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Industrial Distribution is excited to once again share our annual Salary Report, based on the results of our survey we conducted of our readership in June. It’s one of ID’s most popular and discussed content items of the year, and serves as a benchmark for the market for data on salary and compensation.

Our report funnels respondents’ data into three separate pools based on their job function — Executives (Owner, Chairman, CEO, CFO, CIO, COO, President or Vice President); Non-Sales Mid-Level Management (Product, Operations, Branch and/or Purchasing); and Sales Representative/Manager. Respondents’ companies range from small, family-run shops to large distributors on ID’s Big 50 List. For the results of each write-in question based on salary and benefits, obvious outliers that would significantly skew the overall result were omitted. All financial figures are in U.S. dollars.

With more than 330 respondents, our 2017 Salary Report is ID’s biggest turnout since we began the feature, and more than 20 percent bigger than 2016. Our 2017 split came in at 33 percent executives, 28 percent mid-level management and 39 percent sales rep/sales manager. Eighty-nine percent of respondents were male.

Online, we're posting this report as a three-part series. See the results of our survey's Executive group below. We'll post the results of the mid-level management and sales rep/sales manager groups over the next week.

EXECUTIVE RESULTS

It’s encouraging to see more women in the industrial distribution industry as a whole and all the efforts to encourage an influx of them, but our survey shows there’s still a very long ways to go. Of our executive-level respondents, just over 5 percent are female. That’s actually up 2.6 percentage points from our 2016 survey, but way down from the 11 percent female total in 2015.

Some other executive demographic respondent stats:

  • 31 percent of our executives hail from the Midwest; 24 percent are from the Northeast; 23 percent are from the South; 18 percent are from the West; and 4 percent are from outside the U.S.
  • The majority — 63 percent — are employed at companies with less than $25 million in annual sales; 14 percent are at companies with $25-100 million; and 23 percent are at companies with at least $100 million in sales. As a reference point, our 2016 Big 50 List No. 50 company had $123 million in 2015 sales.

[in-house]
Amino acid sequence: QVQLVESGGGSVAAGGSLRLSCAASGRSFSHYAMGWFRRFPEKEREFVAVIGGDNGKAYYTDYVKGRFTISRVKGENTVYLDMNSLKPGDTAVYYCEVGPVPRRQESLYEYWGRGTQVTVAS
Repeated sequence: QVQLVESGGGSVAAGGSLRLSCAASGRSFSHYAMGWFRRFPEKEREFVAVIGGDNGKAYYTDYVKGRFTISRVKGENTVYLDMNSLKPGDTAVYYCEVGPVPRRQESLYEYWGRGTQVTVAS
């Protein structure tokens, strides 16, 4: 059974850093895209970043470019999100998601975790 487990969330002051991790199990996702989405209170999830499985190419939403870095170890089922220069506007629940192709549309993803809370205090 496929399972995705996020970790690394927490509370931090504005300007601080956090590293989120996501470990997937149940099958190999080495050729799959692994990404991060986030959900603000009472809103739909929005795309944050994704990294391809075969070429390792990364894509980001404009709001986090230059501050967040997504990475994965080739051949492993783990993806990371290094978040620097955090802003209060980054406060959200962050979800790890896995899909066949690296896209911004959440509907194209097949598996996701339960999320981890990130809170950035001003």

• This year’s group of executives is more highly educated than the 2016 group. More than 78 percent of 2017 respondents have a college degree — up 11 percentage points year-over-year. Nearly 26 percent have a graduate degree.
  • Executives have been with their company an average of 23 years and have held their position for an average of 14 years — both figures are in line with the previous few years of our survey

Most of 2016 was rough on the industrial distribution market, which was battling an industrial recession most of the year. It forced many distributors to cut costs and headcount, and our Salary Report indicates it had some impact on executive pay, but not a major one. Nearly 16 percent of our executive respondents say they have faced salary or benefit cuts in the past year — up from 13 percent in our 2016 survey and 10 percent in 2015. On the contrary, more than 56 percent of this year’s group say they have received some form of raise in the past year — up 15 points year-over-year. Of those receiving a raise, the biggest chunk — 33 percent — say they received a standard performance-based raise. Seventeen percent say they received a considerable performance-based raise.

Omitting obvious outliers, the adjusted average salary of this year’s group is $187,000 — down just a hair from the $189,000 adjusted figure in our 2016 report. With an executive title often comes significant compensation perks such as bonuses, 401k contributions, education reimbursement or other additional cash. Our executive respondents receive an annual compensation amount of $100,000 — up $1,000 from our 2016 survey — for a total 2017 average salary and compensation package of $287,000.

Executives say their jobs have become tougher in the past year. More than 68 percent say their job demands have increased — up nearly seven points year-over-year — while those who say their job demands went down decreased three points to 5 percent.

As expected, our executive group has the highest rate of job satisfaction — though it was much closer this year than in the recent past. Eighty-eight percent of executive respondents say they feel fairly compensated — down two points year-over-year. That figure was 84 percent in 2014, but held at or above 87 percent the last three years.

Comments from our executive respondents overall match the 88 percent that feels fairly compensated. Only a couple respondents’ comments said compensation didn’t match their workload. Here’s a collection of some executive comments:

  • “My compensation package is more ‘pay for performance’ these days and things have worked out well for me the past few years.”
  • “Overall results were not good in 2016, and therefore I have no issue with not having a salary or bonus increase.”
  • “Given our size, revenues and other non-cash benefits, I believe I am fairly compensated. That being said, I would welcome an increase.”
  • “I create value for my company every day, and that value turns into revenue and ultimately net income. I have the power to make more money by exceeding the annual goals I am given each year. I work hard each and every day to make that happen.”
  • “I am well compensated above the industry base pay.”
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